- FREE: 20 Poets anthology
- 89: DOMESTIC with N Harkin(submit now!) 88: TRANSQUEER with Q Eades and S Barnes(coming soon!) 87: DIFFICULTwith O Schwartz & H Isemonger 86: NO THEME VIIwith L Gorton 85: PHILIPPINESwith Mookie L and S Lua 84: SUBURBIAwith L Brown and N O'Reilly 83: MATHEMATICSwith Fiona Hile 82: LANDwith J Stuart and J Gibian 81: NEW CARIBBEANwith Vladimir Lucien 80: NO THEME VIwith Judith Beveridge 57.1: EKPHRASTICwith C Atherton and P Hetherington 57: CONFESSIONwith Keri Glastonbury 56: EXPLODE with Dan Disney 55.1: DALIT / INDIGENOUSwith M Chakraborty and K MacCarter 55: FUTURE MACHINES with Bella Li 54: NO THEME V with F Wright and O Sakr 53.0: THE END with Pam Brown 52.0: TOIL with Carol Jenkins 51.1: UMAMI with Luke Davies and Lifted Brow 51.0: TRANSTASMAN with Bonny Cassidy 50.0: NO THEME IV with John Tranter 49.1: A BRITISH / IRISH with M Hall and S Seita 49.0: OBSOLETE with Tracy Ryan 48.1: CANADA with K MacCarter and S Rhodes 48.0: CONSTRAINT with Corey Wakeling 47.0: COLLABORATION with L Armand and H Lambert 46.1: MELBOURNE with Michael Farrell 46.0: NO THEME III with Felicity Plunkett 45.0: SILENCE with Jan Owen 44.0: GONDWANALAND with Derek Motion 43.1: PUMPKIN with Kent MacCarter 43.0: MASQUE with Ann Vickery 42.0: NO THEME II with Gig Ryan 41.1: RATBAGGERY with Duncan Hose 41.0: TRANSPACIFIC with J Rowe and M Nardone 40.1: INDONESIA with Kent MacCarter 40.0: INTERLOCUTOR with Libby Hart 39.1: GIBBERBIRD with Sarah Gory 39.0: JACKPOT! with Sam Wagan Watson 38.0: SYDNEY with Astrid Lorange 37.1: NEBRASKA with Sean Whalen 37.0: NO THEME! with Alan Wearne 36.0: ELECTRONICA with Jill Jones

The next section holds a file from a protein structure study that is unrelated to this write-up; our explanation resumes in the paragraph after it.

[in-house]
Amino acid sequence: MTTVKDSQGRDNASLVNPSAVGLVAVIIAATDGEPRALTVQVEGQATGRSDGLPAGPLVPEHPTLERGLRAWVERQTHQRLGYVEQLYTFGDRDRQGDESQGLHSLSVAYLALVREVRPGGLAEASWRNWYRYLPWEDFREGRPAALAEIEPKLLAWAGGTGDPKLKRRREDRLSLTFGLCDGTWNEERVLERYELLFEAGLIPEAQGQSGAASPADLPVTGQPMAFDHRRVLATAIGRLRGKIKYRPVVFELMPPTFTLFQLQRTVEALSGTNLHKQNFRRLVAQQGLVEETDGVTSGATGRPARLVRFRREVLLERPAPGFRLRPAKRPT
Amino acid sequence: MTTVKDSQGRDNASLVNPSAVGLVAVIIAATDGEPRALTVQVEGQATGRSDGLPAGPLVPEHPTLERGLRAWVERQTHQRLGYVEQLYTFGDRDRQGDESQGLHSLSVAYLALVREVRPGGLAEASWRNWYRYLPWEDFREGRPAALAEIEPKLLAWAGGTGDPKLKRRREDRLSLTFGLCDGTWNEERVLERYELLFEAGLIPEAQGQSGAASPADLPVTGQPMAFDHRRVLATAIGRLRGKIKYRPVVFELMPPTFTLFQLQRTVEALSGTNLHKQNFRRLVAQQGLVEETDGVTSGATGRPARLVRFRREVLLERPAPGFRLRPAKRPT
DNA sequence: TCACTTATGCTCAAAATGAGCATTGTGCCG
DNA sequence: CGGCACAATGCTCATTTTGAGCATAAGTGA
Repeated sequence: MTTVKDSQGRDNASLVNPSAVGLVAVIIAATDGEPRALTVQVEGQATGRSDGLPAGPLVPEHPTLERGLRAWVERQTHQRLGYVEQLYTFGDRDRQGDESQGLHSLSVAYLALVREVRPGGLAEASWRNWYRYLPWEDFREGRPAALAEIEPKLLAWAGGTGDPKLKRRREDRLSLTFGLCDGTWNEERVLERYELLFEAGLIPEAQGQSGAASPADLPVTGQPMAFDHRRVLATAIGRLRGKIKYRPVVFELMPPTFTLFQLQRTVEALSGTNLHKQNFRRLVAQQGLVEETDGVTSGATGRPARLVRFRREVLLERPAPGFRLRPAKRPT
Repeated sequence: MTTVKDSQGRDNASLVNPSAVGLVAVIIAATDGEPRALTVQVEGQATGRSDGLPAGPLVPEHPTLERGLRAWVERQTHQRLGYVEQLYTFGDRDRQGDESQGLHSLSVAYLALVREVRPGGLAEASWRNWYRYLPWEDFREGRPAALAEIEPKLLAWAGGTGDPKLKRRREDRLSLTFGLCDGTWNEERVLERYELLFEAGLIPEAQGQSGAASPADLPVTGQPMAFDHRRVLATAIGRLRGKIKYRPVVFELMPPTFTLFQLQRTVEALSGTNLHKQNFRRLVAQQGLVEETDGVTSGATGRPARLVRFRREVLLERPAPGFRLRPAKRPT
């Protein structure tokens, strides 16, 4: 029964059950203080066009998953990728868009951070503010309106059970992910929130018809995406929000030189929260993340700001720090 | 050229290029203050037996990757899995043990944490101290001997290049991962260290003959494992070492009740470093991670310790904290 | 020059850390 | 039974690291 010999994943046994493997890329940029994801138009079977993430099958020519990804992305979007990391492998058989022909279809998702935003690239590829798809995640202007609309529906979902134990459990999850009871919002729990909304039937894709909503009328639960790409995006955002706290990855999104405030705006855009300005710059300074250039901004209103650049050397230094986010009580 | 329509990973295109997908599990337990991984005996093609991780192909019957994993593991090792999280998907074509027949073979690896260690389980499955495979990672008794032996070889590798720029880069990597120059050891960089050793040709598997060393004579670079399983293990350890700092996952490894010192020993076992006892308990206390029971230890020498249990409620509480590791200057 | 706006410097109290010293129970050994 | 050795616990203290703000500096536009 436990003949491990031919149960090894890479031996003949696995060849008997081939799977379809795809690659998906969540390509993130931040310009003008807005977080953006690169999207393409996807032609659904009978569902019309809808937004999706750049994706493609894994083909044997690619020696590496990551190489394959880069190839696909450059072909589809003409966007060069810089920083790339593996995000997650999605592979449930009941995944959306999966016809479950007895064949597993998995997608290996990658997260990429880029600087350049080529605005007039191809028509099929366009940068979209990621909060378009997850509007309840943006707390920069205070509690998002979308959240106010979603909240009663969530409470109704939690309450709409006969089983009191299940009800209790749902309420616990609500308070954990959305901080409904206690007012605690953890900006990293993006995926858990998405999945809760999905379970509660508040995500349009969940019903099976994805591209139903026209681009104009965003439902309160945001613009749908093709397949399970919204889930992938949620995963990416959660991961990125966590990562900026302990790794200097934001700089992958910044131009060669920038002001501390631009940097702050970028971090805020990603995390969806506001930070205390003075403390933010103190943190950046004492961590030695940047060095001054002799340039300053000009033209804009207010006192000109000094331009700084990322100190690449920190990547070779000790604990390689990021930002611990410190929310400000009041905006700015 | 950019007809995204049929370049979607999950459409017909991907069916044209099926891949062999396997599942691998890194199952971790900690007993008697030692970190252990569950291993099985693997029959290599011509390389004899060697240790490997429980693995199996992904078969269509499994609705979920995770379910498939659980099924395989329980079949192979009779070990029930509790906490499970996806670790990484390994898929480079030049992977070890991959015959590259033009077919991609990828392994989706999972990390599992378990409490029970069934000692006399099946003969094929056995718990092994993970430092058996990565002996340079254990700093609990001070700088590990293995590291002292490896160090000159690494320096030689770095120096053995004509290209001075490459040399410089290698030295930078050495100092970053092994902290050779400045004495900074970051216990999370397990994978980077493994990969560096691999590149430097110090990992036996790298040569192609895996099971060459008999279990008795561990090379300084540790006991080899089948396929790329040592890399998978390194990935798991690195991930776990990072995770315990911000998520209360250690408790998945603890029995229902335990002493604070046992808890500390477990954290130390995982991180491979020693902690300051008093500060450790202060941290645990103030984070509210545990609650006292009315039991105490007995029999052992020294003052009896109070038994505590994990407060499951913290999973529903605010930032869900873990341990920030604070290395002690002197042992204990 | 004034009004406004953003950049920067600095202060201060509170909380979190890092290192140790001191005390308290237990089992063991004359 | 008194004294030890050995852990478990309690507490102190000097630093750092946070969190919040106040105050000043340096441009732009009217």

- Submission to Cordite 89: DOMESTIC
- Review Short: Corey Wakeling’s The Alarming Consevatory
- Daniela Brozek Cordier Reviews Dominique Hecq
- Introduction to DIFFICULT
- An Unwitting Pariah: Kathryn Hummel in Conversation with Kaiser Haq
- Four Translated Vasile Baghiu Poems
- Why Reading Sharon Olds Makes You a Better Person
- Two Translated Marcos Konder Reis Poems
- The Unaugmented Reality of Transgender Discrimination: ‘Do more, do better’
- Experimental Confessionalism: The Personal Turn in American Post-conceptual Poetry
- Punk Calligraphy: A Primer on Asemic Writing and Scribbles
- What the Repetitions of Poetry Might Help Us Remember about Home, Belonging and the Self
- Sonic Twin? A Poetics of Poetic Radio
- 11 Works by Paola Balla
- Do more, do better
- 11 Works by Hoda Afshar
- forgetting as commodity
- Gathering the Rocks
- Nights of Excesses
- Ghosts of Instagram
- things I left out
- Like trying to remember a dream
I had been walking for 10-15 mins without a hat. Inside the hat I was able and was able. Customer accounts. Phlegm of coat rack hardened around my shoulders. Amuck this gunky, silvery circumstance, I made a decision, or it, …
Every time she saw herself in the mirror, I remember, she pushed her chin forwards so as to stretch the skin of her neck. The crushed tram ticket in her throat produced the crumpled husky sound, itself. She had seen …
I grew up in Brisbane where the sticky weather of a summer day resembles something like a bell curve. Predictably cool in the early morning but the sun rapidly burns this away so that by 9am it’s already quite hot. At midday it is hottest (and given there’s no daylight savings there are no hi-jinks) and from there the warmth lingers in the street and the structures. The air, though humid, will gradually cool as the afternoon comes on, perhaps with a westerly breeze offering a little respite in the evening (that is if there is no booming afternoon tropical storm to mark a transition to a cooler late afternoon).